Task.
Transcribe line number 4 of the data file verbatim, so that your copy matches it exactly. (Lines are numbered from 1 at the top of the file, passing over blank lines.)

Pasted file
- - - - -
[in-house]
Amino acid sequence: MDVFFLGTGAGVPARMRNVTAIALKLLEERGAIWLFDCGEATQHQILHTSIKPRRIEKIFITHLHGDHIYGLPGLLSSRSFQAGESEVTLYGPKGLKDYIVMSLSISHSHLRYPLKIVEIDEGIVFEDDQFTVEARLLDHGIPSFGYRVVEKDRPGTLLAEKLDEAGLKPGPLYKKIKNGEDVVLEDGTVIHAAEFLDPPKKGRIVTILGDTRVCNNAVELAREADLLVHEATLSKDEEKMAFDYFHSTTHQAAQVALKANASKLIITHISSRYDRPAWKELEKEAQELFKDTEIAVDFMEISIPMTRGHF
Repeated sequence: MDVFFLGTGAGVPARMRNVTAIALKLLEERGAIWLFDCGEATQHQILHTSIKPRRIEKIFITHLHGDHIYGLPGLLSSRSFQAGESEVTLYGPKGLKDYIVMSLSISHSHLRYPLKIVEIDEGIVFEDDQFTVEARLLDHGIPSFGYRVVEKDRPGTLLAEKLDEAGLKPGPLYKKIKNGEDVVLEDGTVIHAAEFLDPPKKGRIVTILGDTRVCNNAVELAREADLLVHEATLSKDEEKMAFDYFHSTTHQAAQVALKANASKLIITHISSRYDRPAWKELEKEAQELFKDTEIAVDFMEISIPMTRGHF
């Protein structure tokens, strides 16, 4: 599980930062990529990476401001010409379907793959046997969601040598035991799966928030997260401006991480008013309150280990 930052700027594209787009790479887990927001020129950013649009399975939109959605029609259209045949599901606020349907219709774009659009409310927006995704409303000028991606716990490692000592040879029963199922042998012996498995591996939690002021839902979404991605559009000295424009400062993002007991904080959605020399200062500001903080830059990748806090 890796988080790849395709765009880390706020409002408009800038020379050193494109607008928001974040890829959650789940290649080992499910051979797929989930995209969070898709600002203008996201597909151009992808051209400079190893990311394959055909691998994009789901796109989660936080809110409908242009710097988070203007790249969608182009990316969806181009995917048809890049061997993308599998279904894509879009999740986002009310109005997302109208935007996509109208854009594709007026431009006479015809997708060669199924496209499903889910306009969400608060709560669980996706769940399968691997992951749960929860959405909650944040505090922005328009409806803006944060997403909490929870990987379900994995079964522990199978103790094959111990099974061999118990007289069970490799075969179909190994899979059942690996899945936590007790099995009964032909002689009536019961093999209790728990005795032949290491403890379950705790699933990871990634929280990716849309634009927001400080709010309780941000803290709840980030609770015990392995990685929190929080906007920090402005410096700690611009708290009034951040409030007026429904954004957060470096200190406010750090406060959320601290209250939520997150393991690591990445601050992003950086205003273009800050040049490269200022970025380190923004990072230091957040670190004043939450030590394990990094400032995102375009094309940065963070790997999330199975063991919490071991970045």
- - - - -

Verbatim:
């Protein structure tokens, strides 16, 4: 599980930062990529990476401001010409379907793959046997969601040598035991799966928030997260401006991480008013309150280990 930052700027594209787009790479887990927001020129950013649009399975939109959605029609259209045949599901606020349907219709774009659009409310927006995704409303000028991606716990490692000592040879029963199922042998012996498995591996939690002021839902979404991605559009000295424009400062993002007991904080959605020399200062500001903080830059990748806090 890796988080790849395709765009880390706020409002408009800038020379050193494109607008928001974040890829959650789940290649080992499910051979797929989930995209969070898709600002203008996201597909151009992808051209400079190893990311394959055909691998994009789901796109989660936080809110409908242009710097988070203007790249969608182009990316969806181009995917048809890049061997993308599998279904894509879009999740986002009310109005997302109208935007996509109208854009594709007026431009006479015809997708060669199924496209499903889910306009969400608060709560669980996706769940399968691997992951749960929860959405909650944040505090922005328009409806803006944060997403909490929870990987379900994995079964522990199978103790094959111990099974061999118990007289069970490799075969179909190994899979059942690996899945936590007790099995009964032909002689009536019961093999209790728990005795032949290491403890379950705790699933990871990634929280990716849309634009927001400080709010309780941000803290709840980030609770015990392995990685929190929080906007920090402005410096700690611009708290009034951040409030007026429904954004957060470096200190406010750090406060959320601290209250939520997150393991690591990445601050992003950086205003273009800050040049490269200022970025380190923004990072230091957040670190004043939450030590394990990094400032995102375009094309940065963070790997999330199975063991919490071991970045």